R has ways to look at the dataset at a glance or as a whole.

# first few rows head(dat.csv)

## id female race ses schtyp prog read write math science socst ## 1 70 0 4 1 1 1 57 52 41 47 57 ## 2 121 1 4 2 1 3 68 59 53 63 61 ## 3 86 0 4 3 1 1 44 33 54 58 31 ## 4 141 0 4 3 1 3 63 44 47 53 56 ## 5 172 0 4 2 1 2 47 52 57 53 61 ## 6 113 0 4 2 1 2 44 52 51 63 61

# last few rows tail(dat.csv)

## id female race ses schtyp prog read write math science socst ## 195 179 1 4 2 2 2 47 65 60 50 56 ## 196 31 1 2 2 2 1 55 59 52 42 56 ## 197 145 1 4 2 1 3 42 46 38 36 46 ## 198 187 1 4 2 2 1 57 41 57 55 52 ## 199 118 1 4 2 1 1 55 62 58 58 61 ## 200 137 1 4 3 1 2 63 65 65 53 61

# variable names colnames(dat.csv)

## [1] "id" "female" "race" "ses" "schtyp" "prog" "read" ## [8] "write" "math" "science" "socst"

# pop-up view of entire data set (uncomment to run) # View(dat.csv)

Once read in, datasets in R are typically stored as *data frames*, which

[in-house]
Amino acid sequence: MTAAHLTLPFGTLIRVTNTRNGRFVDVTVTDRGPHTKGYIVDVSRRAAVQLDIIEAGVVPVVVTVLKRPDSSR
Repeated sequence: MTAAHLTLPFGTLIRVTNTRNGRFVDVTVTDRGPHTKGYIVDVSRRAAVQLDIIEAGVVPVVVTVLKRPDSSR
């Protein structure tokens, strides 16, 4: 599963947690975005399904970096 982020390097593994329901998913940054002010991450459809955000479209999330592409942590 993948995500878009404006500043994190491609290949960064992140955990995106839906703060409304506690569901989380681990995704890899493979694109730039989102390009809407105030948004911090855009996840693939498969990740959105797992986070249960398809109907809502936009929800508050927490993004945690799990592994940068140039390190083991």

have a matrix structure. Observations are arranged as rows and
variables, either numerical or categorical, are arranged as
columns.

Individual rows, columns, and cells in a data frame can be accessed through many methods of indexing.

We most commonly use `object[row,column]`

notation.

# single cell value dat.csv[2,3]

## [1] 4

# omitting row value implies all rows; here all rows in column 3 dat.csv[,3]

## [1] 4 4 4 4 4 4 3 1 4 3 4 4 4 4 3 4 4 4 4 4 4 4 3 1 1 3 4 4 4 2 4 4 4 4 4 ## [36] 4 4 4 1 4 4 4 4 3 4 4 3 4 4 1 2 4 1 4 4 1 4 1 4 1 4 4 4 4 4 4 4 4 4 1 ## [71] 4 4 4 4 4 1 4 4 4 1 4 4 4 1 4 4 4 4 4 4 2 4 4 1 4 4 4 4 1 4 4 4 3 4 4 ## [106] 4 4 4 3 4 4 1 4 4 1 4 4 4 4 3 1 4 4 4 3 4 4 2 4 3 4 2 4 4 4 4 4 3 1 3 ## [141] 1 4 4 1 4 4 4 4 1 3 3 4 4 1 4 4 4 4 4 3 4 4 4 4 4 4 4 4 4 4 4 1 3 2 3 ## [176] 4 4 4 4 4 4 4 4 4 2 2 4 2 4 3 4 4 4 2 4 2 4 4 4 4

# omitting column values implies all columns; here all columns in row 2 dat.csv[2,]